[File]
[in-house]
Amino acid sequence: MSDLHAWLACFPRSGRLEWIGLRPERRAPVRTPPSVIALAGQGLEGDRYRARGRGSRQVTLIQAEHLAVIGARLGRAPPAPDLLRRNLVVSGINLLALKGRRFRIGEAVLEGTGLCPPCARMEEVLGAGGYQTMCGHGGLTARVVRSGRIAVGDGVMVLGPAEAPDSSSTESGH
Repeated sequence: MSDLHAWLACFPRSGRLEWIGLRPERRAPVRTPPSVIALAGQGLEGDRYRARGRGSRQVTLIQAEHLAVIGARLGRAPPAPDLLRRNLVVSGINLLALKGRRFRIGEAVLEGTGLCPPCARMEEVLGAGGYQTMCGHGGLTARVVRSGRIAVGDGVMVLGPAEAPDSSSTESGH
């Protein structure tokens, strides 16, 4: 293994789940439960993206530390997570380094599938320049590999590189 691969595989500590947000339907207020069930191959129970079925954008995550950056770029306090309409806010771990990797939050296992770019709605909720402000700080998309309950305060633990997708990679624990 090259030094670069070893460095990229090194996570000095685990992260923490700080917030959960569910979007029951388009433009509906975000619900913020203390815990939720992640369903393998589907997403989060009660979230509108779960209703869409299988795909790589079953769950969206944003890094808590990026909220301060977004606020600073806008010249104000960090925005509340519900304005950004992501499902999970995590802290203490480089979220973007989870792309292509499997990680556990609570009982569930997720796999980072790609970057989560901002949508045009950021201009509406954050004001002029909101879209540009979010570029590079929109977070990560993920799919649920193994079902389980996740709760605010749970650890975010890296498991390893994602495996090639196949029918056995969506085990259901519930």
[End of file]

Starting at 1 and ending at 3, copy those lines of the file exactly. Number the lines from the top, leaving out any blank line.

[in-house]
Amino acid sequence: MSDLHAWLACFPRSGRLEWIGLRPERRAPVRTPPSVIALAGQGLEGDRYRARGRGSRQVTLIQAEHLAVIGARLGRAPPAPDLLRRNLVVSGINLLALKGRRFRIGEAVLEGTGLCPPCARMEEVLGAGGYQTMCGHGGLTARVVRSGRIAVGDGVMVLGPAEAPDSSSTESGH
Repeated sequence: MSDLHAWLACFPRSGRLEWIGLRPERRAPVRTPPSVIALAGQGLEGDRYRARGRGSRQVTLIQAEHLAVIGARLGRAPPAPDLLRRNLVVSGINLLALKGRRFRIGEAVLEGTGLCPPCARMEEVLGAGGYQTMCGHGGLTARVVRSGRIAVGDGVMVLGPAEAPDSSSTESGH